MENDOCINO CO., 9/20/18 — This Sunday, September 23, the Kelley House Museum will be holding a talk focused on the “Pioneers of Pot,” as part of their ongoing exhibit “Outlaws of the 20th Century: Rum Runner and Pot Farmers.” The talk will take place at 3:30 p.m. and feature two speakers: Pebbles Trippet, a long-time cannabis activist based in Mendocino County, and Brian Applegarth, founder of the non-profit The Cannabis Trail, which is “dedicated to preserving and celebrating northern California’s cannabis heritage,” as well as the cannabis tour company Emerald Country Tours.
The talk is part of an ongoing Sunday speakers series organized in conjunction with the ongoing exhibit, which runs through November 12. That exhibit outlines the parallels between our region’s history of bootleggers during alcohol prohibition in the 1920s, and the underground cannabis growers that took to Mendocino’s hills in the 1970s. The presentation by Trippet and Applegarth will trace the history of cannabis over the last several decades, up until the current state of legal recreational weed.
The event takes places in the Escola Room at the Kelley House Museum, located at 45007 Albion Street (at Lansing), in Mendocino. Space is limited so attendees should arrive by 3:30 p.m. for the 4 p.m. event. Museum entry is $5 for members and for non-members $7. For more information, please visit this website or call 707-937-5791.
Here’s the full press release about the speakers from Anne Cooper:
Medical cannabis patient-defendant turned litigant Pebbles Trippet will be joined by cannatourism company owner and cannabis heritage expert Brian Applegarth September 23 at Mendocino’s Kelley House Museum, from 4 to 5:00 p.m. “Sunday Afternoon With Pioneers of Pot” will trace the history of cannabis, its roles, and those who trailblazed what is estimated to be an $8.5 Billion dollar economy in California alone.
Pebbles Trippet grew up in Tulsa, Oklahoma, where she began her lifelong activism at the age of 17, helping to integrate public restaurant lunch counters with the local chapter of the NAACP. From there, Pebbles kept on working to change the world by educating herself, attending rallies, debates and the first national peace march in Washington D.C., with Students for a Democratic Society, in 1965. For the next seven years, Pebbles’ commitment to social justice took her all over the country, to New York City, Boston and back to Oklahoma to form an anti-war committee. 1970 found Pebbles moving to Mendocino as part of the back to the land movement. She then joined the California Marijuana Initiative as a petitioner and organizer. Pebbles moved to San Francisco in 1974, where the work to achieve some measure of legal status for the medical use of marijuana continued. She made it all the way to the United States Supreme Court on a Cert petition as part of the appeal process in her various prosecutions. People v. Trippet was heard by the California Court of Appeals in 1997, retroactively after the 1996 passage of the Compassionate Use Act, California’s Proposition 215. Her victory resulted in the “implicit right” to transport marijuana for medical purposes and a quantity standard determining the allowable amount. Pebbles’ knowledge of the laws relating to cannabis is vast and personal. Upon returning to Mendocino and residing in Elk, Pebbles has gained recognition for her efforts. She co-founded Medical Marijuana Patients Union in 2000, and received the first Lifetime Achievement Award from both the Emerald Cup in 2003 and Women Grow of Mendocino in 2016. Since 2013, she has been a contributing editor and “Tokin’ Female” columnist for Skunk Magazine. She delivered the keynote speech at the 2017 Mendocino Cannabis Resource Conference. At the end of last year, NBC’s “Bay Area Revelations: Cannabis Rush” profiled her key role in medical marijuana litigation.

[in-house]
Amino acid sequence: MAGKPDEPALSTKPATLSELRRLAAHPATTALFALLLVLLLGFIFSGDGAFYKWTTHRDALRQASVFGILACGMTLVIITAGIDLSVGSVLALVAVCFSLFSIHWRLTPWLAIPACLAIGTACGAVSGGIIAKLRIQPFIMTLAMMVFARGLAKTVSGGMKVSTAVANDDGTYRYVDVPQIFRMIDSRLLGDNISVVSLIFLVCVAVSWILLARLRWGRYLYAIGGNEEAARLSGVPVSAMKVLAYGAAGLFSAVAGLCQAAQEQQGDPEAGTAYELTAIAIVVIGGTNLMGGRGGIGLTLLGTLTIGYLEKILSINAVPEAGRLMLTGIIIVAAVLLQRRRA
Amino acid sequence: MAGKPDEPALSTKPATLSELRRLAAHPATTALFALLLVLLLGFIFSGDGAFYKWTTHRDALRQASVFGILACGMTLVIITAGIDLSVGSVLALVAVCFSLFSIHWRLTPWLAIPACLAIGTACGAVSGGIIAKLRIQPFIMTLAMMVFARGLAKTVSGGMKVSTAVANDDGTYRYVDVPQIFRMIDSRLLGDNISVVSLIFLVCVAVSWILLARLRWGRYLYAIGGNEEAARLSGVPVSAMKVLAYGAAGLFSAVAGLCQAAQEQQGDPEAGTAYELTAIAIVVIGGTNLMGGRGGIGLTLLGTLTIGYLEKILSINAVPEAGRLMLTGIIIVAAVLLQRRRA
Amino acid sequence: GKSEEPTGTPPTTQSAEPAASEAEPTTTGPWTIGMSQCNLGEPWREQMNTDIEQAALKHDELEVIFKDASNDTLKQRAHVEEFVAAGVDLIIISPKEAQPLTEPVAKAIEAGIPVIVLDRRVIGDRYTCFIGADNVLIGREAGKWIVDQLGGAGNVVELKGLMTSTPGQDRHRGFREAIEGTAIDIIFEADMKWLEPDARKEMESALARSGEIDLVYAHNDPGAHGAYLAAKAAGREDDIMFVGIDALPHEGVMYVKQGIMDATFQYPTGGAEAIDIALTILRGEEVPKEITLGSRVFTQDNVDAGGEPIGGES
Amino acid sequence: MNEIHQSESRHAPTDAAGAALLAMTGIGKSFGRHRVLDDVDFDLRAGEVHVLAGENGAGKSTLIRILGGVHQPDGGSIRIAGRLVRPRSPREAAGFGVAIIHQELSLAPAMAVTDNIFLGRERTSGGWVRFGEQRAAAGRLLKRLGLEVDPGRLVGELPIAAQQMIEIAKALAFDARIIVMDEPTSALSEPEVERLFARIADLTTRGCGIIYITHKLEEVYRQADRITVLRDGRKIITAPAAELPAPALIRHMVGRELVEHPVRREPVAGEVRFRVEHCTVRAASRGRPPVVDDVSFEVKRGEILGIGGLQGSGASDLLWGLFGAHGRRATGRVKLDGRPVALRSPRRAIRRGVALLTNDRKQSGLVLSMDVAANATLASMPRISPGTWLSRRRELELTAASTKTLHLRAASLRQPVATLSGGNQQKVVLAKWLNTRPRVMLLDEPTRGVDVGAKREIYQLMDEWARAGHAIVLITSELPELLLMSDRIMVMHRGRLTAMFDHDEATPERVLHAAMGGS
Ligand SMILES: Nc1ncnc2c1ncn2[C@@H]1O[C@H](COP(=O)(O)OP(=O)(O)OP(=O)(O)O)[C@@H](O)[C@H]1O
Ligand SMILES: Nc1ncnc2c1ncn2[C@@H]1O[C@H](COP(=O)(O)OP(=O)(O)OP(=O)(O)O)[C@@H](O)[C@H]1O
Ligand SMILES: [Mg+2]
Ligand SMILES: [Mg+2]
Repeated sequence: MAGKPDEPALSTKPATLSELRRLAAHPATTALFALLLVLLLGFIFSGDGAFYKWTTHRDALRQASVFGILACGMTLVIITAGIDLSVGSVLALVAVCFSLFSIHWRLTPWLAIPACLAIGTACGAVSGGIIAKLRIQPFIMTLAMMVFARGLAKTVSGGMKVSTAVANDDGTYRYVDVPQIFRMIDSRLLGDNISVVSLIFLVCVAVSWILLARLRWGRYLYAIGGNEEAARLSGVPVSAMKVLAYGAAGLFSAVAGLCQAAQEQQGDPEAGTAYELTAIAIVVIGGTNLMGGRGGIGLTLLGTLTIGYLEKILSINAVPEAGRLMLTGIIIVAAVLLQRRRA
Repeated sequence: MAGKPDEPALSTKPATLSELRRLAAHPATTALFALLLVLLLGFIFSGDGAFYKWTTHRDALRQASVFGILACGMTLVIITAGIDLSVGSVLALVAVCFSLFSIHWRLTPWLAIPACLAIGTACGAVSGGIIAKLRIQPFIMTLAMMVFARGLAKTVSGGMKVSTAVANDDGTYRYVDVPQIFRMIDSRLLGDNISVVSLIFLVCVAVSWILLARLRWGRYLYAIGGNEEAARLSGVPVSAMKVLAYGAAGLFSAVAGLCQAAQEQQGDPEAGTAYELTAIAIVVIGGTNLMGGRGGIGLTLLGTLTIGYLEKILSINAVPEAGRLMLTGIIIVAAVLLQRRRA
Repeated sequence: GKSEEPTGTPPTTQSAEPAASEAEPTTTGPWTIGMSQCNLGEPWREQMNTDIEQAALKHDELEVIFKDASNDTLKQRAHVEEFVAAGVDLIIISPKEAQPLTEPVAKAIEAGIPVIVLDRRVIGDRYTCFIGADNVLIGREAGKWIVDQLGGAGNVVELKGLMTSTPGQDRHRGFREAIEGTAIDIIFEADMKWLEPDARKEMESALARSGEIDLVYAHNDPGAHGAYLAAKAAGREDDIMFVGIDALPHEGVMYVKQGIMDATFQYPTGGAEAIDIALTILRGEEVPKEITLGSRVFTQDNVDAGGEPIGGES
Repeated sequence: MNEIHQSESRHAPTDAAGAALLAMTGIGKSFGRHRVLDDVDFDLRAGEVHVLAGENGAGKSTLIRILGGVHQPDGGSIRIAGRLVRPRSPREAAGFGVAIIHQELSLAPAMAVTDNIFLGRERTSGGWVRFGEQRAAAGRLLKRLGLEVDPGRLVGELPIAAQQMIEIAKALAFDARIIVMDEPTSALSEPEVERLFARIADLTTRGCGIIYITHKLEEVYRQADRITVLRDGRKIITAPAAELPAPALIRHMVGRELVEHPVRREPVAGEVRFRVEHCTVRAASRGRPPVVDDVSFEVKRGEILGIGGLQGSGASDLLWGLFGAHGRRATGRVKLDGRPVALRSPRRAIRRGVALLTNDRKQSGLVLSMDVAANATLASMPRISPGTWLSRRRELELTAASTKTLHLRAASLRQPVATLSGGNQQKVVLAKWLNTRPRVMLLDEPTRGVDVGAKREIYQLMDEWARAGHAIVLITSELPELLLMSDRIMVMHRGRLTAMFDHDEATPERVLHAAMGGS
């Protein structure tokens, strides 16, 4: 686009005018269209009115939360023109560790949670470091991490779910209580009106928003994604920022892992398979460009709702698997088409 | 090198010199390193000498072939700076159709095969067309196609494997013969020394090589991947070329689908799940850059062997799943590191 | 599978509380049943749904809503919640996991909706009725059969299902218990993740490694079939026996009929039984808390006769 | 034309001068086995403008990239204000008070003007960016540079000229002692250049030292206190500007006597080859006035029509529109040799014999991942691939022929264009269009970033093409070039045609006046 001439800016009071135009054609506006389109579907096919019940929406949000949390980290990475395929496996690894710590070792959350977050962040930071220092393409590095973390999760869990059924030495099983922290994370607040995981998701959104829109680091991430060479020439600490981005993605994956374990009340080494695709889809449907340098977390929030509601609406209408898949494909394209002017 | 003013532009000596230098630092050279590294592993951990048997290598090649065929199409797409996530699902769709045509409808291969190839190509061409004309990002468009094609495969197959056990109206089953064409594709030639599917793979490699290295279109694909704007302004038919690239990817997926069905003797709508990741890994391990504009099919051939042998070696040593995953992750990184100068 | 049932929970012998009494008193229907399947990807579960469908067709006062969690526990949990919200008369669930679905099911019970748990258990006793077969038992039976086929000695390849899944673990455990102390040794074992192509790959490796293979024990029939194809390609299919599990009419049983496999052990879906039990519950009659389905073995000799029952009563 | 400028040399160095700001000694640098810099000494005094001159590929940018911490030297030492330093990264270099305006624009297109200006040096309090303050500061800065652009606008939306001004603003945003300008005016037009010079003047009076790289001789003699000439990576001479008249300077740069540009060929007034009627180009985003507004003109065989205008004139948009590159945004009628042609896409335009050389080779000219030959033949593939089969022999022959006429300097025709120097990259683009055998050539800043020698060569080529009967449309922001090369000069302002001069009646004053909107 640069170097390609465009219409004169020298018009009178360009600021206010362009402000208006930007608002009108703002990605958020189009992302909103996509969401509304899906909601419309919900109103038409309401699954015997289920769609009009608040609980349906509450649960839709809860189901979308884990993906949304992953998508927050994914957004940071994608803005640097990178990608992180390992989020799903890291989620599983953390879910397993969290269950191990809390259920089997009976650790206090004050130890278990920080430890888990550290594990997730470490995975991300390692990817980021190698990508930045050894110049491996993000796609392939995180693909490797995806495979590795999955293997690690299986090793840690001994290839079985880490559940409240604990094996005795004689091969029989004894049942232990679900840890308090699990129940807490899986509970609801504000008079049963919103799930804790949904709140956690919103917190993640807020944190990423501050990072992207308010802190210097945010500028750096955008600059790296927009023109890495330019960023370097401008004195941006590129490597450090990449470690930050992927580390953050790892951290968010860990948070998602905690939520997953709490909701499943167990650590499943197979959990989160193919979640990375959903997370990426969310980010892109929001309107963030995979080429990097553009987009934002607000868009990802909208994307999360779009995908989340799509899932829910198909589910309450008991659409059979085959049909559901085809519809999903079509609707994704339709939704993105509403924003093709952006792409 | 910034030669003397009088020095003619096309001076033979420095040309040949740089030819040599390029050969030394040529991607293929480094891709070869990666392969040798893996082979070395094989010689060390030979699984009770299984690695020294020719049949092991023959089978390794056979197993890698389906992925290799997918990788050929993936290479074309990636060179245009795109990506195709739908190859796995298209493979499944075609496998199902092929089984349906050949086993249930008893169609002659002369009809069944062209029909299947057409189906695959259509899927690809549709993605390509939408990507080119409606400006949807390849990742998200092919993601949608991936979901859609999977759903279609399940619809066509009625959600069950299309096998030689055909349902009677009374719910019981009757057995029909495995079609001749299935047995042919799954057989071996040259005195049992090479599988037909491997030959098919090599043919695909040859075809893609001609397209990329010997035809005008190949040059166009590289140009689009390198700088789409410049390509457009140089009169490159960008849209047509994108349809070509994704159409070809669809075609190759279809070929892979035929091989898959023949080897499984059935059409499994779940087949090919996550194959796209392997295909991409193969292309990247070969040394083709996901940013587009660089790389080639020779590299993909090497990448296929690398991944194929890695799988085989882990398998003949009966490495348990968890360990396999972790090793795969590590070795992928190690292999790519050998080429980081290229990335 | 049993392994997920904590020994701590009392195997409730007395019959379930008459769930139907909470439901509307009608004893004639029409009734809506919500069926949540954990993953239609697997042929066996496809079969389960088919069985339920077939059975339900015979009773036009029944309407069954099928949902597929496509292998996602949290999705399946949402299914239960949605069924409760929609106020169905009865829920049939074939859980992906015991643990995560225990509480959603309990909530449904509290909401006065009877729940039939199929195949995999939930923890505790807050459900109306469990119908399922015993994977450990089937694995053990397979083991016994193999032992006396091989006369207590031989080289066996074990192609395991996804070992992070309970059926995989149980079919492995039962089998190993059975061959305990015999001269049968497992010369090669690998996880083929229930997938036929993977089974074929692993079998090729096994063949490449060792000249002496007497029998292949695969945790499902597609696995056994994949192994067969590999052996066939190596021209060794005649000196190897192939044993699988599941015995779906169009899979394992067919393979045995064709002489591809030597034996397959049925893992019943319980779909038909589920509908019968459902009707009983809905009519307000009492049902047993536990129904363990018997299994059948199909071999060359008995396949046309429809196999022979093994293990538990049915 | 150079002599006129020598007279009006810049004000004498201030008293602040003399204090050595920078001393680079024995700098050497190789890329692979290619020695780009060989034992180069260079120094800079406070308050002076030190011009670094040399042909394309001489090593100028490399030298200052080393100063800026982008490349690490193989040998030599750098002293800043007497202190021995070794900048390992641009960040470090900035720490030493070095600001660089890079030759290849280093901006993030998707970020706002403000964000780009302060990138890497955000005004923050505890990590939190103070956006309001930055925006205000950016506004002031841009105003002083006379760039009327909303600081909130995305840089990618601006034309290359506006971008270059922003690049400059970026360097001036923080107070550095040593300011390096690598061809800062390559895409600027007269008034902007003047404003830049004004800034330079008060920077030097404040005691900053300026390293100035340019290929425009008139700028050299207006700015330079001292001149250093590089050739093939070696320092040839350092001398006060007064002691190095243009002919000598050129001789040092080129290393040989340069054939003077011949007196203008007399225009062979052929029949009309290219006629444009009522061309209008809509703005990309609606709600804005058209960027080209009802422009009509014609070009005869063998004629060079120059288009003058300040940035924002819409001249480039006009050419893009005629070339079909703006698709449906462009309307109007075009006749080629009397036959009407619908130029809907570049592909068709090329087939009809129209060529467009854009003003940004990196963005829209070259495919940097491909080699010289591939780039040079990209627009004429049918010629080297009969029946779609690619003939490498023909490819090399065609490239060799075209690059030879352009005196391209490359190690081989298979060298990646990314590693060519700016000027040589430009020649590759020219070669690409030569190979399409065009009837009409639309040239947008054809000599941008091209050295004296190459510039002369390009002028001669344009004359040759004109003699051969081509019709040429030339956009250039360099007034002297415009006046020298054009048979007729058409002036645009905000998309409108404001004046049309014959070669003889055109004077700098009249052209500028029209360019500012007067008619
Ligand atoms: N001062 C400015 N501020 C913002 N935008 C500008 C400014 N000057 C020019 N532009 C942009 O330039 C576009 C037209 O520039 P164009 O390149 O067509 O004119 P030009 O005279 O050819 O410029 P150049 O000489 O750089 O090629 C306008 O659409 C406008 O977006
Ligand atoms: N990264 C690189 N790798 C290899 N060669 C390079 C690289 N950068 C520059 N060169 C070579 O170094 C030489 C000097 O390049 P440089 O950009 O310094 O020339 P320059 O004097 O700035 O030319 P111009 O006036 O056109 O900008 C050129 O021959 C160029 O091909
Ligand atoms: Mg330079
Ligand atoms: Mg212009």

Guerneville resident Brian Applegarth has a passion for northern California cannabis culture and history. In 2015 he launched The Cannabis Trail, a non-profit dedicated to preserving and celebrating northern California’s cannabis heritage. He also established the cannabis tourism company Emerald Country Tours and, in 2017, the California Cannabis Tourism Association. He has collaborated with Pebbles Trippet to create graphics relating some of the cannabis heritage of California’s North Coast and the Emerald Triangle. He earned a BA in International Relations from UC Irvine.
The presentation is part of the ongoing “Sunday Afternoon With . . .” speakers’ series and is presented in tandem with the autumn museum exhibit, “Outlaws of the 20th Century: Rum Runner and Pot Farmers,” which runs through November 12, 2018. Seating for “Pioneers of Pot” is limited, so please arrive when the doors open at 3:30 p.m. to assure your place. The Kelley House Museum is located at 45007 Albion Street, at Lansing, in Mendocino. Cost for museum members is $5 and for non-members $7. For more information, please visit kelleyhousemuseum.org/pioneers-pot or call 707-937-5791.